This week's artist, and the first to begin the trend is a MFA Candidate at the University of Georgia in Printmaking. Her approach to printmaking is a great departure from a medium that can be very traditional and limiting for many artists. Several printmakers, including the greats, seem to become overwhelmed by the medium. One of the most common criticisms of printmakers is that they are more concerned with the process of making an image than in the image itself. The criticism is far from the truth for this artist.
So without further ado, Jessica Mills.
If I had to guess, I would say that Mills is going places. Her work is able to achieve a familiarity with its' audiences that is hard to find outside of old family photographs and movies that you can replay in your mind. The underlying Americana sensibility is one of the characteristics of this series that instantly won me over. Mills' upbringing in Nebraska is undoubtedly what gives these images such a personal stake in her wide and minimalist landscapes.
Her current body of work is predominantly trace monotypes. Previously she was working with intaglio, so I'm guessing this was a pretty smooth transition for her. The work deals with the idea of memory and the images that your mind saves from specific instances, although not necessarily particular events. From what I understand of her working method, she pulls her images from photographs she takes using a digital camera that never leaves her side. This close companion is definitely helping her to turn out some stellar work.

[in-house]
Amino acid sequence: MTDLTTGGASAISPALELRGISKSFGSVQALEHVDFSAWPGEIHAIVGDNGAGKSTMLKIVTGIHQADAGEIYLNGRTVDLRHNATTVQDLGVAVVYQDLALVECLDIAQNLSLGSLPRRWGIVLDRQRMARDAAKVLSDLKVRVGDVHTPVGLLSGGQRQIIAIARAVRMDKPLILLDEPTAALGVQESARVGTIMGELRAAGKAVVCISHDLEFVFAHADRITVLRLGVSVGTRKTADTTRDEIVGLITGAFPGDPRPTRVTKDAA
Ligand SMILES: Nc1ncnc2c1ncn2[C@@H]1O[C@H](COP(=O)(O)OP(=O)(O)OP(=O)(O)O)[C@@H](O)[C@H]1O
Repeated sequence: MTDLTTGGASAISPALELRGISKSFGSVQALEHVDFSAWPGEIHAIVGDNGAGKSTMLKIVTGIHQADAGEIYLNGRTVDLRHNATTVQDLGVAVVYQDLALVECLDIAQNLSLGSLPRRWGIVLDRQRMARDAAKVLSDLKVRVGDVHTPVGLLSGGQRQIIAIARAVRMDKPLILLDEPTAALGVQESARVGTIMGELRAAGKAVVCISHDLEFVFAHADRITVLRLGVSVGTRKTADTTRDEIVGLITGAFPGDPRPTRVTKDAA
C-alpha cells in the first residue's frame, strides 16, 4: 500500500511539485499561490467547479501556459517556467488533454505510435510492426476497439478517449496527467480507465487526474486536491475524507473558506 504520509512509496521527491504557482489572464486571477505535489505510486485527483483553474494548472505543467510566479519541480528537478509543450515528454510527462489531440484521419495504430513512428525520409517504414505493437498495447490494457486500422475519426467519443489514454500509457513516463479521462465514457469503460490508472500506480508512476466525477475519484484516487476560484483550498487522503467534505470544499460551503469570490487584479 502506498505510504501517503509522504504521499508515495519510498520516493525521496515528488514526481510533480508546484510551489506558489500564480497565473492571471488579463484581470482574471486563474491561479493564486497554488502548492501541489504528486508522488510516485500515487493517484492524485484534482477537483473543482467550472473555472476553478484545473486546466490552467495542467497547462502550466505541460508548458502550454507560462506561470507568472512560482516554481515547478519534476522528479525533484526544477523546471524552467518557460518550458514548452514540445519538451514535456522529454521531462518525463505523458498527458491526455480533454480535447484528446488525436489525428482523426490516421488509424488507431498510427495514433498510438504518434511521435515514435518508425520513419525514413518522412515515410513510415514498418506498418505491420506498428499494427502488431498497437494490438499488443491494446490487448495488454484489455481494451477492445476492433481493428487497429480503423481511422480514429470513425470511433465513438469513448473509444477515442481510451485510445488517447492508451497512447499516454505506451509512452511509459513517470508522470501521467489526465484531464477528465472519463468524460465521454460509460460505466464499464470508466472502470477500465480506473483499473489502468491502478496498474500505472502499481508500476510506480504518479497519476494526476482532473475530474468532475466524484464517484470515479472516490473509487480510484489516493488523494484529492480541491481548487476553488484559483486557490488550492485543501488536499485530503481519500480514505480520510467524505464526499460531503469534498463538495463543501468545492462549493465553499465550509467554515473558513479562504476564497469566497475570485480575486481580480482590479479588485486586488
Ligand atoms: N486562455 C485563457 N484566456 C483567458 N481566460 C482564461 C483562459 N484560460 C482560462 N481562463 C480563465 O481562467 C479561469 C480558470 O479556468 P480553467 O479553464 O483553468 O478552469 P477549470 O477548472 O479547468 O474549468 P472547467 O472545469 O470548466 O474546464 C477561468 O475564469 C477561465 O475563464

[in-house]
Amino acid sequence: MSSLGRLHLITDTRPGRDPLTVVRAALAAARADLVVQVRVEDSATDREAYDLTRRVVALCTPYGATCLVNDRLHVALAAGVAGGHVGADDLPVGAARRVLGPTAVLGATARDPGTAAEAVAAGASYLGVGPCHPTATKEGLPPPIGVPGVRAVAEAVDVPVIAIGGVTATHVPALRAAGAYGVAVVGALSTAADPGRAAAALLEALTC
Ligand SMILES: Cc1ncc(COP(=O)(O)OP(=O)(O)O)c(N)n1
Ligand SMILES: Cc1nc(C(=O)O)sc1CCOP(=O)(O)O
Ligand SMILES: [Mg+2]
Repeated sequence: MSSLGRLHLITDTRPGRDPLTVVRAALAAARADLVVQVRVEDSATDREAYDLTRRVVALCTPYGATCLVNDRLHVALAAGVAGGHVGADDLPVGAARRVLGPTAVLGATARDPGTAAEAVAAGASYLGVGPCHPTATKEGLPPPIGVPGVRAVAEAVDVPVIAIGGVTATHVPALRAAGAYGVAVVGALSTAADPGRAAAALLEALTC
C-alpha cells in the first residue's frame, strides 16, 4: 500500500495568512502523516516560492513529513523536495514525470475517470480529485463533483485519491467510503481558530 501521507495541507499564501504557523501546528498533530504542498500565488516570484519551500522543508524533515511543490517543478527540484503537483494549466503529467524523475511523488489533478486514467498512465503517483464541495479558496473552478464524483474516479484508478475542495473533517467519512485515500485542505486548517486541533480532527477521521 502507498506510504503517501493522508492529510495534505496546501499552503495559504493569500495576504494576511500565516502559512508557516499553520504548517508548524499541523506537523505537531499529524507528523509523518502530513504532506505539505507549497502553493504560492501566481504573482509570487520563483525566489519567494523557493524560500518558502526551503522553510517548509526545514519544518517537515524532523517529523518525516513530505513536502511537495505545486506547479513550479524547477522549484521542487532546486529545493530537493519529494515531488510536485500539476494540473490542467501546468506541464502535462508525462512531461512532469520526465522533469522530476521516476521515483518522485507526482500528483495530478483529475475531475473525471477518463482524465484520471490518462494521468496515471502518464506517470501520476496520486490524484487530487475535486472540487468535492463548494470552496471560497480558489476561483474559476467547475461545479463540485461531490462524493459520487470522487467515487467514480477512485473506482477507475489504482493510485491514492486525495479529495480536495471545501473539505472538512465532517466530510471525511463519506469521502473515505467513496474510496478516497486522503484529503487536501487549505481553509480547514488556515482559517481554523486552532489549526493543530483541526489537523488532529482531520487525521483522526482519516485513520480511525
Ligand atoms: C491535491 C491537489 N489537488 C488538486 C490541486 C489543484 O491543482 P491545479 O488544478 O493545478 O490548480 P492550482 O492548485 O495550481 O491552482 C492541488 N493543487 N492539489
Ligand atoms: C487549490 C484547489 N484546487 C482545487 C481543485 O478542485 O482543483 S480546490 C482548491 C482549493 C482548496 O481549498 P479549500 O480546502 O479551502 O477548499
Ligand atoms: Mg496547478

Here are some of my favorites:
Under the Red Sunlight, 2007. Trace monotype.
Afternoon Drags On and On, 2007. Trace monotype.
Passing Afternoon Series, 2006. Trace monotype.
ARTIST STATEMENT (SNIP)
Through intimacy in layering, the transparency of papers and meditative mark making the prints invite the viewer to enter into them. Invite the viewer to read into them in a similar fashion to his or her own approach to a favorite book. To react to them in a similar way to a song that could just break hearts. These images serve as evidence of the body’s imprint on land, of our constant dialogue with the environment that surrounds.
Mills has work up at the Lamar Dodd School of Art right now. In terms of upcoming I have yet to find anything, but will post if I see something come up.
3 hours ago